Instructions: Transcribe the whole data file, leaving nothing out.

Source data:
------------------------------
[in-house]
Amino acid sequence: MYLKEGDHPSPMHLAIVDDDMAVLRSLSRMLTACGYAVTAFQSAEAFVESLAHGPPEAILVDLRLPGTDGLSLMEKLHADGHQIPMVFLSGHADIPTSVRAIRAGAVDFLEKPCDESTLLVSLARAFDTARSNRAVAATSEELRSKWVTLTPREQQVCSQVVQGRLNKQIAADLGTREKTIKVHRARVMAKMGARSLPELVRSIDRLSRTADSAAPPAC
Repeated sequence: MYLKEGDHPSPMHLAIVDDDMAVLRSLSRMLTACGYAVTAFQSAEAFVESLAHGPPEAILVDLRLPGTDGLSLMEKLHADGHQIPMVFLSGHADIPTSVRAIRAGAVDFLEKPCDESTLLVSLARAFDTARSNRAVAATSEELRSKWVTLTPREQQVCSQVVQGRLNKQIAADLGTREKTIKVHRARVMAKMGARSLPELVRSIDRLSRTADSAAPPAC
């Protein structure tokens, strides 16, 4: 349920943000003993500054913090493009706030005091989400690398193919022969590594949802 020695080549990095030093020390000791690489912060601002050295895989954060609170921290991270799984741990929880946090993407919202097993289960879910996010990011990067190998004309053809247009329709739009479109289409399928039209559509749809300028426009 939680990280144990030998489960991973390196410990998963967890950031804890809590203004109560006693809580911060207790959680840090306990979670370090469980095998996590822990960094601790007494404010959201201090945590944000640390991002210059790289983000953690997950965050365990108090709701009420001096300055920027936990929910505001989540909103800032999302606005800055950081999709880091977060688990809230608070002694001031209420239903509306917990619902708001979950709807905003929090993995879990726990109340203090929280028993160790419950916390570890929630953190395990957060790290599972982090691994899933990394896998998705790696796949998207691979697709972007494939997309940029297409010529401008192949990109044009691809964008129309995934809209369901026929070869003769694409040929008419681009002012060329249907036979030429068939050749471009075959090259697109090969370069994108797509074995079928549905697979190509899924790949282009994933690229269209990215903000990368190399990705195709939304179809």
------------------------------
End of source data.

[in-house]
Amino acid sequence: MYLKEGDHPSPMHLAIVDDDMAVLRSLSRMLTACGYAVTAFQSAEAFVESLAHGPPEAILVDLRLPGTDGLSLMEKLHADGHQIPMVFLSGHADIPTSVRAIRAGAVDFLEKPCDESTLLVSLARAFDTARSNRAVAATSEELRSKWVTLTPREQQVCSQVVQGRLNKQIAADLGTREKTIKVHRARVMAKMGARSLPELVRSIDRLSRTADSAAPPAC
Repeated sequence: MYLKEGDHPSPMHLAIVDDDMAVLRSLSRMLTACGYAVTAFQSAEAFVESLAHGPPEAILVDLRLPGTDGLSLMEKLHADGHQIPMVFLSGHADIPTSVRAIRAGAVDFLEKPCDESTLLVSLARAFDTARSNRAVAATSEELRSKWVTLTPREQQVCSQVVQGRLNKQIAADLGTREKTIKVHRARVMAKMGARSLPELVRSIDRLSRTADSAAPPAC
């Protein structure tokens, strides 16, 4: 349920943000003993500054913090493009706030005091989400690398193919022969590594949802 020695080549990095030093020390000791690489912060601002050295895989954060609170921290991270799984741990929880946090993407919202097993289960879910996010990011990067190998004309053809247009329709739009479109289409399928039209559509749809300028426009 939680990280144990030998489960991973390196410990998963967890950031804890809590203004109560006693809580911060207790959680840090306990979670370090469980095998996590822990960094601790007494404010959201201090945590944000640390991002210059790289983000953690997950965050365990108090709701009420001096300055920027936990929910505001989540909103800032999302606005800055950081999709880091977060688990809230608070002694001031209420239903509306917990619902708001979950709807905003929090993995879990726990109340203090929280028993160790419950916390570890929630953190395990957060790290599972982090691994899933990394896998998705790696796949998207691979697709972007494939997309940029297409010529401008192949990109044009691809964008129309995934809209369901026929070869003769694409040929008419681009002012060329249907036979030429068939050749471009075959090259697109090969370069994108797509074995079928549905697979190509899924790949282009994933690229269209990215903000990368190399990705195709939304179809």